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The Duel

April 2024
1min read

Kennedy vs Wallace


produced by Robert Drew, American Experience/Direct Cinema, 60 mins., $29.95. CODE: DCV-4

Robert Drew’s look inside the White House must have had a remarkable effect when it first aired, in 1963, when viewers were used to generations of newsreels. It didn’t show the Chief Executive signing legislation to martial music; Drew followed the President and the Attorney General at the height of the government’s integration battle with Alabama’s governor George Wallace, who had pledged to “stand in the schoolhouse door” of the state university.

The film is best remembered for its record of Attorney General Robert Kennedy’s high-pressure phone negotiations, conferring with both Deputy Attorney General Nicholas Katzenbach and Wallace while his young children race around his Washington office. What was often forgotten before the film was rebroadcast last year is how balanced it is as history: after memorable scenes of the Attorney General, Wallace comes on and looks just as youthful and dedicated. He sweeps down the staircase of the governor’s mansion and lifts up his young daughter for a kiss; then he casually explains in the car why decency demands that he make his stand for States’ Rights by keeping two black students from entering school. In his prime Wallace could be oddly winning too, as Drew unintrusively shows.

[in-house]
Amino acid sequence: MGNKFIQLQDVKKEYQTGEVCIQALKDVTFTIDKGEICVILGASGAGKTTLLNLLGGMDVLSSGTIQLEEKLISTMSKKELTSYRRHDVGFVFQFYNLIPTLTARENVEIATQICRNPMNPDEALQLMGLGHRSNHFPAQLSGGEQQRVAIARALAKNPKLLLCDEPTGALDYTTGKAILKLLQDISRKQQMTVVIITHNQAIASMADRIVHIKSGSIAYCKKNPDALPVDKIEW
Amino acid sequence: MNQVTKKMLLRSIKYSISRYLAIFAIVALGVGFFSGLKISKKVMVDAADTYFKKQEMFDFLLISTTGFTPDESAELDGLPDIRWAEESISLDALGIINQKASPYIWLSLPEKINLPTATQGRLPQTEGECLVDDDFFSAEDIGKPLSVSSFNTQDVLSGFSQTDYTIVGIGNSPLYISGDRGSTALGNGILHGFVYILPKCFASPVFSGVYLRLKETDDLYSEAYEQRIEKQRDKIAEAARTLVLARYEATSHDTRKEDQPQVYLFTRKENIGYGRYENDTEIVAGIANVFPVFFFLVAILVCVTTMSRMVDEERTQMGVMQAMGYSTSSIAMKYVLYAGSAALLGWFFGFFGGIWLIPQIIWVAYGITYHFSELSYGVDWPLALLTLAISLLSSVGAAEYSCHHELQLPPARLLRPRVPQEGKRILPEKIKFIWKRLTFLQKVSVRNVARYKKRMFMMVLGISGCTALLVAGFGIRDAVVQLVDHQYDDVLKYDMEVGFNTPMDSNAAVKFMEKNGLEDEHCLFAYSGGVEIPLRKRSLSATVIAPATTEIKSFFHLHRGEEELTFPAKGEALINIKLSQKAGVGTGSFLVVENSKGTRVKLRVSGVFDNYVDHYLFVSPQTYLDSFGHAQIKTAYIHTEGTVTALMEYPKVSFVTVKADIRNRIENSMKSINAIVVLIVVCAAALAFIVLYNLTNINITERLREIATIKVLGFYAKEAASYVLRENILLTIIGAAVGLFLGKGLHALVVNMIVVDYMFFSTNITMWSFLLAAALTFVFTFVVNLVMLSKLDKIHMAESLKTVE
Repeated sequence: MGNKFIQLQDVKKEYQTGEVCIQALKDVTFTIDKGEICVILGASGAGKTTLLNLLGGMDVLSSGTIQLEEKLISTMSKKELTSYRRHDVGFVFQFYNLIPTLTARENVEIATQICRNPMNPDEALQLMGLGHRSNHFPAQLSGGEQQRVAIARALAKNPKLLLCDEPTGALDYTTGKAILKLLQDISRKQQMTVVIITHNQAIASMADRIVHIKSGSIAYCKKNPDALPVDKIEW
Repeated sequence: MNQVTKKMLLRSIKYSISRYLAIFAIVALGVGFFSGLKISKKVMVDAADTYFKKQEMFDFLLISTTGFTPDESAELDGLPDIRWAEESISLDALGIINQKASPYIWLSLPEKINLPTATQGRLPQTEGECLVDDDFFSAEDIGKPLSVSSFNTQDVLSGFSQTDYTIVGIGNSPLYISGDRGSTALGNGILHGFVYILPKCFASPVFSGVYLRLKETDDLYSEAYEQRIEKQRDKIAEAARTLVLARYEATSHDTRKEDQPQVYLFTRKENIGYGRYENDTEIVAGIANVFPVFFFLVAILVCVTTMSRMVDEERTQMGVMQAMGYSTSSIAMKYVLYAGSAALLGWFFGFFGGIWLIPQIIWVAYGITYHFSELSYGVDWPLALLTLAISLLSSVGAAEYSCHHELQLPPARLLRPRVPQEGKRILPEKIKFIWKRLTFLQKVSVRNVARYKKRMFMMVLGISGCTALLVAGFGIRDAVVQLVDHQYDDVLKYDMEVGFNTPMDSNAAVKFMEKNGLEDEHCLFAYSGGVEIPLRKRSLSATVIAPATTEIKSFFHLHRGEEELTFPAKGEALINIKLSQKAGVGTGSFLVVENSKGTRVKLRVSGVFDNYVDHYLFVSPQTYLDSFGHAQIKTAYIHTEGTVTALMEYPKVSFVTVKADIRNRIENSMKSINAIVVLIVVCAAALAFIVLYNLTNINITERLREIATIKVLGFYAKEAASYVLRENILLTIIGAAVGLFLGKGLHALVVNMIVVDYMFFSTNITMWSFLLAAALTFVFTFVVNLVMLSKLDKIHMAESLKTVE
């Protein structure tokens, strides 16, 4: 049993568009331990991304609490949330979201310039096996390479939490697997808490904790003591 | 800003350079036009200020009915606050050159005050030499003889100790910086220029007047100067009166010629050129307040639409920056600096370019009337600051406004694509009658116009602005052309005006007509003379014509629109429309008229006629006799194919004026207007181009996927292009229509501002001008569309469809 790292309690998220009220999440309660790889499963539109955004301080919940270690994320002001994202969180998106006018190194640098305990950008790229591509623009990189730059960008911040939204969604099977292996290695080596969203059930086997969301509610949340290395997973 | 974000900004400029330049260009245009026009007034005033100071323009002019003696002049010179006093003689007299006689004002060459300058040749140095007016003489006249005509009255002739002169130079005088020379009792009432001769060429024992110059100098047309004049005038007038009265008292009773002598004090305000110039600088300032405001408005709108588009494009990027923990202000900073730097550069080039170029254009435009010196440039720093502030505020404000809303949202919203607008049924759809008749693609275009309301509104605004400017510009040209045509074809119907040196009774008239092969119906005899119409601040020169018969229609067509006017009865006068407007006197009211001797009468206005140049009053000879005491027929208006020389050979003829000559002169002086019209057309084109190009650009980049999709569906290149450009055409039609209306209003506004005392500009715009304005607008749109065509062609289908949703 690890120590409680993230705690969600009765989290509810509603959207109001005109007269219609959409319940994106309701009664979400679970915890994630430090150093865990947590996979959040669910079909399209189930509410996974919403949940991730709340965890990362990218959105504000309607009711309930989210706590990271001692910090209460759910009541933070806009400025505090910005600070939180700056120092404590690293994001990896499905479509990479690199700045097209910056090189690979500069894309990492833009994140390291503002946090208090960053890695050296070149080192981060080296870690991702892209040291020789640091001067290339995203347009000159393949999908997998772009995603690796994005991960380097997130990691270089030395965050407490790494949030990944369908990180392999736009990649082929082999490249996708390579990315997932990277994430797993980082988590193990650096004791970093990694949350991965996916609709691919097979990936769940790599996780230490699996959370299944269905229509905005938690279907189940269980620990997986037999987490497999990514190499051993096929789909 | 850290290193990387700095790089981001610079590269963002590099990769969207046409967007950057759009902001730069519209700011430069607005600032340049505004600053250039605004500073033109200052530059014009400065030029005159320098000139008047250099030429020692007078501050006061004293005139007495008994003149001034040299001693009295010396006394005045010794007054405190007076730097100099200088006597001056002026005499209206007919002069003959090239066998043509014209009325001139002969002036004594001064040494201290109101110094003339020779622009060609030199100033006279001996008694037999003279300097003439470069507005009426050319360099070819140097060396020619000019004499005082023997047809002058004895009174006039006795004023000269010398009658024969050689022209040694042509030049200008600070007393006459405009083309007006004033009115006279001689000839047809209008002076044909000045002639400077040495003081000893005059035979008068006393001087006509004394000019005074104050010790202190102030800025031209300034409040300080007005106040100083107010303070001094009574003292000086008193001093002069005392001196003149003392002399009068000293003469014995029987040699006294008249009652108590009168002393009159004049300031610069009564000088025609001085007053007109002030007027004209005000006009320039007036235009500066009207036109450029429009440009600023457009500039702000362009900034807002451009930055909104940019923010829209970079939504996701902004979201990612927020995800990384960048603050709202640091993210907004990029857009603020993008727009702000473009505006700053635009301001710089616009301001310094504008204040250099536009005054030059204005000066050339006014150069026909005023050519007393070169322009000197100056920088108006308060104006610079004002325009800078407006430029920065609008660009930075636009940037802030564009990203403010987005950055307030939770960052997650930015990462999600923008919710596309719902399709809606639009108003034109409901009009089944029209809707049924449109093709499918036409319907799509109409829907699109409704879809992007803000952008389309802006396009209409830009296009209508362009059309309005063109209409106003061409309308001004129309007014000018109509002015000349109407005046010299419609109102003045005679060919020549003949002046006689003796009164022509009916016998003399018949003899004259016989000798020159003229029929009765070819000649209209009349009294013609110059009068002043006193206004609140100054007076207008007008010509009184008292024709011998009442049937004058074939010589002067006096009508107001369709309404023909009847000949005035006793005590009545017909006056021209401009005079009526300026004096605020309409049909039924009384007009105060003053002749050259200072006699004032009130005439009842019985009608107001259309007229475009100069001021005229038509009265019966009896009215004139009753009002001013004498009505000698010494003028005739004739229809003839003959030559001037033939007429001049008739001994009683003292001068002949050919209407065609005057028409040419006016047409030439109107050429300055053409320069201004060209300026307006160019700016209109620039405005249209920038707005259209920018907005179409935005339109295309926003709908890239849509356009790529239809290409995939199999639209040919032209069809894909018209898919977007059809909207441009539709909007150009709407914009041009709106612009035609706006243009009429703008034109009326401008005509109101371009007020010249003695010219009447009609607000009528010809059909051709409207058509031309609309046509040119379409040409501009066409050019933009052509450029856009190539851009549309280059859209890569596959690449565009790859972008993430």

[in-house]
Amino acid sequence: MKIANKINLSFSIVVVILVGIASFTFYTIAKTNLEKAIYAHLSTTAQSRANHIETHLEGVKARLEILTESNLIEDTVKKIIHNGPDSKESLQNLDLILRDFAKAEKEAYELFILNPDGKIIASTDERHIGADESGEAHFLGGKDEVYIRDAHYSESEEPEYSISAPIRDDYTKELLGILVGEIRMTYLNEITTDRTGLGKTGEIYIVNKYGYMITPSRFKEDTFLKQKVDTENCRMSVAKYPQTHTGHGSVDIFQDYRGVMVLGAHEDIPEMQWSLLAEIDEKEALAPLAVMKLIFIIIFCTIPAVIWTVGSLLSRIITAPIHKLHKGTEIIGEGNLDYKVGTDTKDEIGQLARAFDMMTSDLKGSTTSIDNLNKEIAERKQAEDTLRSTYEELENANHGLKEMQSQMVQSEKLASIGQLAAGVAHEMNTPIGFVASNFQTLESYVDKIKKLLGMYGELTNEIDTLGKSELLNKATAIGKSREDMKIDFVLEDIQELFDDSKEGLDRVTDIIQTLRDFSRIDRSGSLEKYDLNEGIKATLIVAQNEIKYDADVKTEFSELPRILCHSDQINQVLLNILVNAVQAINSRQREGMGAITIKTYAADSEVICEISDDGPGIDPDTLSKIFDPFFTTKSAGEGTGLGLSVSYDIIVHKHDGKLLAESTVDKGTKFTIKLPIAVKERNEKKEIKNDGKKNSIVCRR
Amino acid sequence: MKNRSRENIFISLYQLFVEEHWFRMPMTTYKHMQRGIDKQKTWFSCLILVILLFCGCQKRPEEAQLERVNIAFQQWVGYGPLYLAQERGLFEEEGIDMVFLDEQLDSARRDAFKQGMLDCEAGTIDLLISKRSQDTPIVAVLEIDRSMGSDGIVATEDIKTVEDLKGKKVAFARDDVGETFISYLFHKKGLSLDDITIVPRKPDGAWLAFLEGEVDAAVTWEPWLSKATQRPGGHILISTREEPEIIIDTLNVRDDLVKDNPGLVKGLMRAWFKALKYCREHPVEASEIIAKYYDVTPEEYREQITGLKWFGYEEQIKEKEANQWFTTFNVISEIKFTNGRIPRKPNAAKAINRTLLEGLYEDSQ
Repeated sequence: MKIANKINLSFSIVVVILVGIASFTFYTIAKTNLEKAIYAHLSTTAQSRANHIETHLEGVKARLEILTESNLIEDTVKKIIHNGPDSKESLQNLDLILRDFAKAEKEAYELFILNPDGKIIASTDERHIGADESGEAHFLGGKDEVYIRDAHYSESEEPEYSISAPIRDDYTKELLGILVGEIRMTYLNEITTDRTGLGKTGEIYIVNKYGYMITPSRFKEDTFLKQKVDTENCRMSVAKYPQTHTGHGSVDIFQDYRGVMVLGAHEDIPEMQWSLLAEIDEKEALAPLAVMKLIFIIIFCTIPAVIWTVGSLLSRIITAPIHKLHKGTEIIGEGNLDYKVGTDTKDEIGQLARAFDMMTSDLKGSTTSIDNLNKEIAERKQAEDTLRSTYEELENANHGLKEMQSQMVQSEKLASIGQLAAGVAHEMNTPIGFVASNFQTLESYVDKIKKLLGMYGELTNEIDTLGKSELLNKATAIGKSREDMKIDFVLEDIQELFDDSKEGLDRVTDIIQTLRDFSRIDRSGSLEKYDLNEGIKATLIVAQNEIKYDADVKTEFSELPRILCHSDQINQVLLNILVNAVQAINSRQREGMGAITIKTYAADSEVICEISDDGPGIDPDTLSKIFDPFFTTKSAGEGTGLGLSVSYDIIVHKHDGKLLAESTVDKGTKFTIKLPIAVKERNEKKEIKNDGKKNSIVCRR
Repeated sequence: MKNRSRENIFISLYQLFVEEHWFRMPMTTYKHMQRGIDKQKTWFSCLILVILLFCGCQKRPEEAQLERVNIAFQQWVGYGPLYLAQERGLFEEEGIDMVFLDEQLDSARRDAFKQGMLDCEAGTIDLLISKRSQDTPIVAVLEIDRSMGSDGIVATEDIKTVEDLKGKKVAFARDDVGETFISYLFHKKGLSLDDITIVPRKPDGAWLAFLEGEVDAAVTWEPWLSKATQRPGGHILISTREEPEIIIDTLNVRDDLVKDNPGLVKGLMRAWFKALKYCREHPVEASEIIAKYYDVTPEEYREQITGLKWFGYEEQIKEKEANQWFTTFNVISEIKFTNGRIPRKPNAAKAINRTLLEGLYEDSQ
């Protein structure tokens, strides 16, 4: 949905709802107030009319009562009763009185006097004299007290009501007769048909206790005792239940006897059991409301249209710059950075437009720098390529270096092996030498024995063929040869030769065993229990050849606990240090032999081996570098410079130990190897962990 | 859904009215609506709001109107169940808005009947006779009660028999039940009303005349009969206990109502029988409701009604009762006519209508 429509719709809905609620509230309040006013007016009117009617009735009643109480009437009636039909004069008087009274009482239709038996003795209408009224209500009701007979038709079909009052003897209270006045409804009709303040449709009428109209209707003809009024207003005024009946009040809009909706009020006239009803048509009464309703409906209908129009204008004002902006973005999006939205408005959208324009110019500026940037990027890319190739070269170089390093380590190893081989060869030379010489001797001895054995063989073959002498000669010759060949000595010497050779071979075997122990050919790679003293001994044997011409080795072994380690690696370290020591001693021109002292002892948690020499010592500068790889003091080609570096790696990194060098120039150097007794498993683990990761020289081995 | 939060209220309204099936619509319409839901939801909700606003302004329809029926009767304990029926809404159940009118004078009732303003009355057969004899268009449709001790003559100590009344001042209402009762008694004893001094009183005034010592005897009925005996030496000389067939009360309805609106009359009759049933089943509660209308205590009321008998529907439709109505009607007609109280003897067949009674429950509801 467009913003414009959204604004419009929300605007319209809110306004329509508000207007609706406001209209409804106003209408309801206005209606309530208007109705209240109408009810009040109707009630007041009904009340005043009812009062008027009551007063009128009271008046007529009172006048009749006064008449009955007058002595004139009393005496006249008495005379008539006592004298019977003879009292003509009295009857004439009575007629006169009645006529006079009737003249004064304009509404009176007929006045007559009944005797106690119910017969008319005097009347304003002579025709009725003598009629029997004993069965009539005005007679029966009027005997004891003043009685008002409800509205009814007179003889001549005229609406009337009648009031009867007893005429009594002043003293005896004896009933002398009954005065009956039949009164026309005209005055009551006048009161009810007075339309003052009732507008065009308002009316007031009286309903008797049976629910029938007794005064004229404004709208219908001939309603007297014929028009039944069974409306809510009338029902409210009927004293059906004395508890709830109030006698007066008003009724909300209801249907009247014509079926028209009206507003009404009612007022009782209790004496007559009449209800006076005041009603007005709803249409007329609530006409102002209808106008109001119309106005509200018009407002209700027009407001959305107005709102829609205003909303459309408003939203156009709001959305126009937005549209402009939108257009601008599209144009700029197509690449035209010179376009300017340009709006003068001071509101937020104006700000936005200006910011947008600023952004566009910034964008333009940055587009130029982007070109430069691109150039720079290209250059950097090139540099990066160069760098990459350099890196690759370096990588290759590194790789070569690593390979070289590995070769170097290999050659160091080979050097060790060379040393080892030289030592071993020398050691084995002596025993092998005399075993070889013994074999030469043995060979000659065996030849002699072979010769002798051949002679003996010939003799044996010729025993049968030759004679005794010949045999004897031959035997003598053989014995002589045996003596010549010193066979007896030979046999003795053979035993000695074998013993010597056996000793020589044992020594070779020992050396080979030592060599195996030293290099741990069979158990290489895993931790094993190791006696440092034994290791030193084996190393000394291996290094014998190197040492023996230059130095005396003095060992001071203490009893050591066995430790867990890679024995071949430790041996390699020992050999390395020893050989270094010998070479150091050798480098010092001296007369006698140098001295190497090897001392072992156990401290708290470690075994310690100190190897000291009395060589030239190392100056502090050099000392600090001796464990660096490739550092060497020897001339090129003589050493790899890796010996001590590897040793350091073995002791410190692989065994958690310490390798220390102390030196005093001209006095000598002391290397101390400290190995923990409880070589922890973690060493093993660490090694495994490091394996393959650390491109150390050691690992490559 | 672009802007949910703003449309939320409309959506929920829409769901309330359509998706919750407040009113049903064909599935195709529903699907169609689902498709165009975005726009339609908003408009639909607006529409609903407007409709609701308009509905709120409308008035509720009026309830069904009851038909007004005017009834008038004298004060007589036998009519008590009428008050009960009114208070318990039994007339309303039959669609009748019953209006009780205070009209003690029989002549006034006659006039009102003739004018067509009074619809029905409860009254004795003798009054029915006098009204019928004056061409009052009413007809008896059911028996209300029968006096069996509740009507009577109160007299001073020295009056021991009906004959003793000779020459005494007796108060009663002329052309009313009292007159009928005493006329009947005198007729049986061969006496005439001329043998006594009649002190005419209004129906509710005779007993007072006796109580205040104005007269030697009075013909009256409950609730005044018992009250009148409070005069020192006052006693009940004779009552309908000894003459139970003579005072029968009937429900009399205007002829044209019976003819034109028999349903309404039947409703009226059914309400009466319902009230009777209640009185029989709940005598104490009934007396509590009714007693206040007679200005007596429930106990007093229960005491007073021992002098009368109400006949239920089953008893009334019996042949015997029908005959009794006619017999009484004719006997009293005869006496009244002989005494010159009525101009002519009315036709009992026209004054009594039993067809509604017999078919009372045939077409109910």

New commentary by Katzenbach and one of the university students has been added; it seems superfluous. Even in this day of live television legal showdowns the Kennedy-Wallace face-off remains compelling on its own.

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